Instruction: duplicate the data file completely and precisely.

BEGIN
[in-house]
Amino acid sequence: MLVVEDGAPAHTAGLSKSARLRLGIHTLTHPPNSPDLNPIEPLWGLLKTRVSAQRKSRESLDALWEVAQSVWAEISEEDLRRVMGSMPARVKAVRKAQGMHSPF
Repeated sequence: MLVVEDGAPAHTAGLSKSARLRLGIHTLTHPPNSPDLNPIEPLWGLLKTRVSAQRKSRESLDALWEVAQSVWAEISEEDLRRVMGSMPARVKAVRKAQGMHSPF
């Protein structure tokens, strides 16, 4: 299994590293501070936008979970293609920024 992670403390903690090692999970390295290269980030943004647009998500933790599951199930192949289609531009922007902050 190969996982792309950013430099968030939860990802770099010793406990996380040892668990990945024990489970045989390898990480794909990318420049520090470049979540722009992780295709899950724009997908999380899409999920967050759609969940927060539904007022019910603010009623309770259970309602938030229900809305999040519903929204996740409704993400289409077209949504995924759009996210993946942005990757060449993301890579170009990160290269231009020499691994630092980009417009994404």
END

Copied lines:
[in-house]
Amino acid sequence: MLVVEDGAPAHTAGLSKSARLRLGIHTLTHPPNSPDLNPIEPLWGLLKTRVSAQRKSRESLDALWEVAQSVWAEISEEDLRRVMGSMPARVKAVRKAQGMHSPF
Repeated sequence: MLVVEDGAPAHTAGLSKSARLRLGIHTLTHPPNSPDLNPIEPLWGLLKTRVSAQRKSRESLDALWEVAQSVWAEISEEDLRRVMGSMPARVKAVRKAQGMHSPF
């Protein structure tokens, strides 16, 4: 299994590293501070936008979970293609920024 992670403390903690090692999970390295290269980030943004647009998500933790599951199930192949289609531009922007902050 190969996982792309950013430099968030939860990802770099010793406990996380040892668990990945024990489970045989390898990480794909990318420049520090470049979540722009992780295709899950724009997908999380899409999920967050759609969940927060539904007022019910603010009623309770259970309602938030229900809305999040519903929204996740409704993400289409077209949504995924759009996210993946942005990757060449993301890579170009990160290269231009020499691994630092980009417009994404």